So many times the VP or the leader that's kind of marching… leading the charge of the technology evaluation, I've seen them make the purchase, and then kind of hand that off to someone else to start to implement. And there's this common thing of, let's just say it's some sort of CMS type tool or design type tool, where you are supposed to increase the velocity of creating things and less the reliance on a developer, but that designer now has to go and actually learn this whole tool. And is it in a workflow that they actually enjoy working in? And so sometimes, when you don't think about these things ahead of time, when you implement the technology, it can actually be more detrimental and slow you down in a lot of ways.
So I think, when you're planning for the tech stack, really think about, you know, top to bottom, who's going to be using it, and then what does their day to day workflow look like today? And how is that going to change things? And how do you need to account for that, as you're going through? So that's one thing, definitely make sure you're thinking about the team, the social aspect of actually changing the way they're doing their work each day. And you know, how do you deal with that accordingly?
Another piece is definitely think about integrations. I don't think teams spend enough time looking at the integrations. They might at a high level say, “Hey, does this integrate with this? Does this integrate with that?” But really, what are you looking to achieve through that integration? How does data flow from one system to the next? And how is it actually going to show up in that system that you want to integrate with? Is it in a way that's actually usable? And it is going to allow you to do what you need to do.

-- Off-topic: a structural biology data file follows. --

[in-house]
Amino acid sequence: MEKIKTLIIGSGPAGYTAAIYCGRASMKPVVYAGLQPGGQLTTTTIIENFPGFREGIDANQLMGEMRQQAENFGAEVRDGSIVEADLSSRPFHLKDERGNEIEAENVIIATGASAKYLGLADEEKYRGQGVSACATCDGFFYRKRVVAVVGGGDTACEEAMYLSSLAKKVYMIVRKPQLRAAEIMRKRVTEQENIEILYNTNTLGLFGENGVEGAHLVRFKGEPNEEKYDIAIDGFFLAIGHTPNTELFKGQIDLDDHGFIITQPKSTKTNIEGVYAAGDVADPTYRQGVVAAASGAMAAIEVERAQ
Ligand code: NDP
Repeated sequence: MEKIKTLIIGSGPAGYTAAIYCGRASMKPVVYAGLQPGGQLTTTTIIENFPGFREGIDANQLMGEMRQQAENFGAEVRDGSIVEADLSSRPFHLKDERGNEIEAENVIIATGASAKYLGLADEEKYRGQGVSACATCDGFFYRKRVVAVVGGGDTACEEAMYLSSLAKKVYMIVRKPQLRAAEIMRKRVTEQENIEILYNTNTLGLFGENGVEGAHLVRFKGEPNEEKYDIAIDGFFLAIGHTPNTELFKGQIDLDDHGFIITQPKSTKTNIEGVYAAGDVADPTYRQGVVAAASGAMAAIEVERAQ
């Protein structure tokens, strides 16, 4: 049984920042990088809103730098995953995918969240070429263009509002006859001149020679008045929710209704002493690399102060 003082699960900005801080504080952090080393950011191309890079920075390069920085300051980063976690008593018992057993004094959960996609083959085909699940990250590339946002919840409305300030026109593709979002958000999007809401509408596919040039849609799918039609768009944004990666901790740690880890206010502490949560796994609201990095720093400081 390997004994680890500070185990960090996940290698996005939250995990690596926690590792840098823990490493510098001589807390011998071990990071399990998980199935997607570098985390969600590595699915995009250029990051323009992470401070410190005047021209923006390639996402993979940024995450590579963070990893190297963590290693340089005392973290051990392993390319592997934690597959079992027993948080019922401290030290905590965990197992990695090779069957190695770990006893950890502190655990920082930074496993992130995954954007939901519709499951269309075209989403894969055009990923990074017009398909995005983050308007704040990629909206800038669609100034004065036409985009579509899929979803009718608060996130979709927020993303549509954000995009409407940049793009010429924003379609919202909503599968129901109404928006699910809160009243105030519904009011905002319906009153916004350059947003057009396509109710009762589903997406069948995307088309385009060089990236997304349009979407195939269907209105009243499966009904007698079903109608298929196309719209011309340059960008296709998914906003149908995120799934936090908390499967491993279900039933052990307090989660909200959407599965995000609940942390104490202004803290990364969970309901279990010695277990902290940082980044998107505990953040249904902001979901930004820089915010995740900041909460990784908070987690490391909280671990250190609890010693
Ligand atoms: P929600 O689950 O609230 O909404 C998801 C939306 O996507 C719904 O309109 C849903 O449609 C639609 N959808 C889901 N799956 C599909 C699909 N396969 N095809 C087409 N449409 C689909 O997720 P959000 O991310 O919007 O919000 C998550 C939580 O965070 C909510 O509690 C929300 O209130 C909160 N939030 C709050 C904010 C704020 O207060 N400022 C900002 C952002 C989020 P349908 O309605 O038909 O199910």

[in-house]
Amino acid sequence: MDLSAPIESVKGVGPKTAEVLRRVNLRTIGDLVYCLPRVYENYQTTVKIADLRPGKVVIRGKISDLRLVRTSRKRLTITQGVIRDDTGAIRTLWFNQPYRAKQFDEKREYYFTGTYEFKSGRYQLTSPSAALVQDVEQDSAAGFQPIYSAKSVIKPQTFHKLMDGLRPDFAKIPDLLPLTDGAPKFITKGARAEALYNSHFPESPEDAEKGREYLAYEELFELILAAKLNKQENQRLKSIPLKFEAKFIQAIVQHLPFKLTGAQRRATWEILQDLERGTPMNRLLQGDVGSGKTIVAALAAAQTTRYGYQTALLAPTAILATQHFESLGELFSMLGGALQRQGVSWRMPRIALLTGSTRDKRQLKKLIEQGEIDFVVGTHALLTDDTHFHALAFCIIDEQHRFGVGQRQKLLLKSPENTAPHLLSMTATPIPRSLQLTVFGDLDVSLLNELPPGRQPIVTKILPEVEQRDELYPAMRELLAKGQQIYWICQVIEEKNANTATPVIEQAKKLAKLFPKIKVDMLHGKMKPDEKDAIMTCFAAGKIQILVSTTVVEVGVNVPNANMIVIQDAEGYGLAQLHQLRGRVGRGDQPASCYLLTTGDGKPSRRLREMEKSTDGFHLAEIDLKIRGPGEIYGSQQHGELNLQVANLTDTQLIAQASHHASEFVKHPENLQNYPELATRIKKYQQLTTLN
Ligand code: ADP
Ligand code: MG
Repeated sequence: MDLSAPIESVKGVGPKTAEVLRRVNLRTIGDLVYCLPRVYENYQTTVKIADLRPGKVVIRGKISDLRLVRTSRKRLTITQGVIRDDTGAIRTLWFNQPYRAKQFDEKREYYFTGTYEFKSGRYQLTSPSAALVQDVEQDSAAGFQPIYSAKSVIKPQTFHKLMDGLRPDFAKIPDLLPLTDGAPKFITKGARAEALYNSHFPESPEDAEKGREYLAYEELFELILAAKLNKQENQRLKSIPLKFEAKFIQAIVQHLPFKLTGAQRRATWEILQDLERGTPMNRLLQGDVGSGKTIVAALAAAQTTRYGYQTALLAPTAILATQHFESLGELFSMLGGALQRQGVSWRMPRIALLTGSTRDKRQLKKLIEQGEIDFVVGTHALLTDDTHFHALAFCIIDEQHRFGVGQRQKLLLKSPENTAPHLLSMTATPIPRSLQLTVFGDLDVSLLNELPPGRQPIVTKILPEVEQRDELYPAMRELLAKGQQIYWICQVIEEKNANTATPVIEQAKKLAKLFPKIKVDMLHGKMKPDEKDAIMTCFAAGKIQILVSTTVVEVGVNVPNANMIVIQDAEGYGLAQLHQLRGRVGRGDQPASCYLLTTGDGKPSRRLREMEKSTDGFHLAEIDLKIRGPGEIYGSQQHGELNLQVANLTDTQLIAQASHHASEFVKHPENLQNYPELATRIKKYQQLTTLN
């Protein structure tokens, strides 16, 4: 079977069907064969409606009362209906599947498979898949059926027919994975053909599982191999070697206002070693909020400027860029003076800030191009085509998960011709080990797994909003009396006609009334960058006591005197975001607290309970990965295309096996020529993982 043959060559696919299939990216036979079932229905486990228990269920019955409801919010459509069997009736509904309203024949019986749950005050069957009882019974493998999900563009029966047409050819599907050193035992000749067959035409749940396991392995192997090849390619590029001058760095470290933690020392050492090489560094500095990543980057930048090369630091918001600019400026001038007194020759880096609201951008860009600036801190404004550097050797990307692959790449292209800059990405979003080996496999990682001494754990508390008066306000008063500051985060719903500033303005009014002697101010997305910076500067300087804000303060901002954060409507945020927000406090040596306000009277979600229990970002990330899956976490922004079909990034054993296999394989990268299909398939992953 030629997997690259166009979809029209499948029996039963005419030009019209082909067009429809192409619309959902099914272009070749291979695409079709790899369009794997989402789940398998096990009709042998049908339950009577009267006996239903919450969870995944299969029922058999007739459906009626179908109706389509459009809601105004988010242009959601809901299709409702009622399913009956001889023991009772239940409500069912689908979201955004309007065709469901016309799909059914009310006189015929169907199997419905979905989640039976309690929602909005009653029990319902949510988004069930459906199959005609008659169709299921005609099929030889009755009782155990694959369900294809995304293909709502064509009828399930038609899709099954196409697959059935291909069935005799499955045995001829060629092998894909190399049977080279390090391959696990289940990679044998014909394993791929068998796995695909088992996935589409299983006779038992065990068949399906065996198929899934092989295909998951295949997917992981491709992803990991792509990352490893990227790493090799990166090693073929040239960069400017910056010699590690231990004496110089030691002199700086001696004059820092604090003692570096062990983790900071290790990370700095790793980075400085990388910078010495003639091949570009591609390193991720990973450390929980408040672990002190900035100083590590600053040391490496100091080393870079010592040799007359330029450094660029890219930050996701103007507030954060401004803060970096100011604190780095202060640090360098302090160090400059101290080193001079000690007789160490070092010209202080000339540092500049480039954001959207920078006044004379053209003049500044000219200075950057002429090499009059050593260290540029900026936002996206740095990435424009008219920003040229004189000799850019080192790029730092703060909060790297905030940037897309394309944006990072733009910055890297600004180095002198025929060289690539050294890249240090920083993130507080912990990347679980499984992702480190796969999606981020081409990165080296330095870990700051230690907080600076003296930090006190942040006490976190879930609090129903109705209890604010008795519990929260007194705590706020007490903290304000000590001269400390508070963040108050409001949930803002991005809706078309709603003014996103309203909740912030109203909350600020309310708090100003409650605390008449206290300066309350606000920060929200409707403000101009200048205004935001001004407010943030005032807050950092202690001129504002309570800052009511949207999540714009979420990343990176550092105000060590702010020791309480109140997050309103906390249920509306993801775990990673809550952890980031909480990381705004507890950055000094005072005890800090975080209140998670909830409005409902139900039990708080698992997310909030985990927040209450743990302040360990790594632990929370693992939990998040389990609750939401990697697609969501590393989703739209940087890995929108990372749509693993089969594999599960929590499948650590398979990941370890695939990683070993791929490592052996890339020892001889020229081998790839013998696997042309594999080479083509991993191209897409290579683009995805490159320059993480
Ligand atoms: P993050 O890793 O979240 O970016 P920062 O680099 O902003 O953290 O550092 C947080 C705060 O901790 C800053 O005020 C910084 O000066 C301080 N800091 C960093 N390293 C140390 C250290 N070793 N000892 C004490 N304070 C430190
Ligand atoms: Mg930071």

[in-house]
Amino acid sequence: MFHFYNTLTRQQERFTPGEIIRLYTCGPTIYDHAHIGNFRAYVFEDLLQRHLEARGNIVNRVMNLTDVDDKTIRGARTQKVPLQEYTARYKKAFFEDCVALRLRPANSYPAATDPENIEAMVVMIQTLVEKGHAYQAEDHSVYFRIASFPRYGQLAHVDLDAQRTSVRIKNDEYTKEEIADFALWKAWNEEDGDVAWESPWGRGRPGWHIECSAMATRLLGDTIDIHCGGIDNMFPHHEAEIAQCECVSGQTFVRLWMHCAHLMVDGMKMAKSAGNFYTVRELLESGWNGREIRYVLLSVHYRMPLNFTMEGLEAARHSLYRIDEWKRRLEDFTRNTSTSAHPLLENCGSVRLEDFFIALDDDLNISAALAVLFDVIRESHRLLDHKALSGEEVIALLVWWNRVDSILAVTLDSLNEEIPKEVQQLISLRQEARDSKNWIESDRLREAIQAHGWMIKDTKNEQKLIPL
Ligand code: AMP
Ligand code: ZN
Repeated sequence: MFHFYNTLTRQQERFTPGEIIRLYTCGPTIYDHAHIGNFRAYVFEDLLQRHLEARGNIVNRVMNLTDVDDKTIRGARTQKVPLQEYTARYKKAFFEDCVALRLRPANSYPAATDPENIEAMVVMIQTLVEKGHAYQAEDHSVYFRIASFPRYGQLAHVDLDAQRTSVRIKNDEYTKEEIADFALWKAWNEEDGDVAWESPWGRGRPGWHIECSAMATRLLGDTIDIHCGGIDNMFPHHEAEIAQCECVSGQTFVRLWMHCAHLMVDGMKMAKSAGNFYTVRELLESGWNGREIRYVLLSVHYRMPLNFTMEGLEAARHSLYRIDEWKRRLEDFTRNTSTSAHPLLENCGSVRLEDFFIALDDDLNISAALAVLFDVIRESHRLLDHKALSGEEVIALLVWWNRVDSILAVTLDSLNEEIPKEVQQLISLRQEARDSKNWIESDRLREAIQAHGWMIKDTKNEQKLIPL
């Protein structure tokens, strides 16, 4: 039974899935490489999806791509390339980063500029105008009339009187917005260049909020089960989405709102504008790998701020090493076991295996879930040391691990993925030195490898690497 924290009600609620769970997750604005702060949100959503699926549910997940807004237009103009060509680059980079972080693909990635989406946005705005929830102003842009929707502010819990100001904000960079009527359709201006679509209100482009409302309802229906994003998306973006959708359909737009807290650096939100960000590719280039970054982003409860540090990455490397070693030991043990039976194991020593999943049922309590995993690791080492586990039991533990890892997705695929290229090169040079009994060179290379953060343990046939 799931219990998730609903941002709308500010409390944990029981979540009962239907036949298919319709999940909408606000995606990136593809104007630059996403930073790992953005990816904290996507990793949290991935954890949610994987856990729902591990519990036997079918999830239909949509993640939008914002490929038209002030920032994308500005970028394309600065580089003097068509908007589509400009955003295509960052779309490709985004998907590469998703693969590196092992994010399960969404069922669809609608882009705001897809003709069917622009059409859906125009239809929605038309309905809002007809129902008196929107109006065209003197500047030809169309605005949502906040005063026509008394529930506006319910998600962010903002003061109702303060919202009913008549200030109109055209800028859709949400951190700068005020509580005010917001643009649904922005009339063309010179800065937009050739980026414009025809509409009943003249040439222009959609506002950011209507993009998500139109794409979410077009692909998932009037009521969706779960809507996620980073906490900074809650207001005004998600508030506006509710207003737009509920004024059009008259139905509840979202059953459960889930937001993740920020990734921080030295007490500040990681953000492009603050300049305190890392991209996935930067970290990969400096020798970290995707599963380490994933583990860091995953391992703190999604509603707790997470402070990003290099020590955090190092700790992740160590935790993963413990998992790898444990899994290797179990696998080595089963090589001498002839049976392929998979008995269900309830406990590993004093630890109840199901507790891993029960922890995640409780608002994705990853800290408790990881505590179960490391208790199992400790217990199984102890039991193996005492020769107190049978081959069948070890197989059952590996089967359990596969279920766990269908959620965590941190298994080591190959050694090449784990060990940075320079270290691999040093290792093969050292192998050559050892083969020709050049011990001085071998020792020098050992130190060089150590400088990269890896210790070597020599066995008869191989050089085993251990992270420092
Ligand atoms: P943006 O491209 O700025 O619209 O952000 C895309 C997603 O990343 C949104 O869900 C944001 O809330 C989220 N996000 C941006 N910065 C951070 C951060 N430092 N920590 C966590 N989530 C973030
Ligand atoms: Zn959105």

And I think especially now, with the work that we do at McGaw.io with helping companies build holistic tech stacks, you know, there's a very, there's this connective tissue between each department, right – marketing, sales, customer success, product – and a lot of the tools that you're choosing to use in either department, let's say just marketing, is actually going to highly impact product and one day… So thinking a little bit, you know, short term, what are you looking to ensure achieved. But also like, what is the growth plan for using the technology if there is any you know? So I think just integrations are so important beyond just like, does it integrate? Does HubSpot integrate with Salesforce, you know? That actually isn't even a great example anymore, because now Hubspot’s going at Salesforce so hard, but, you know, years ago, it was. So yeah just thinking about that, I think that's another area… just kind of thinking, talking through that right now, like, what's the roadmap for, for that tool? And does it really map to what your roadmap goals are for using that tool as well.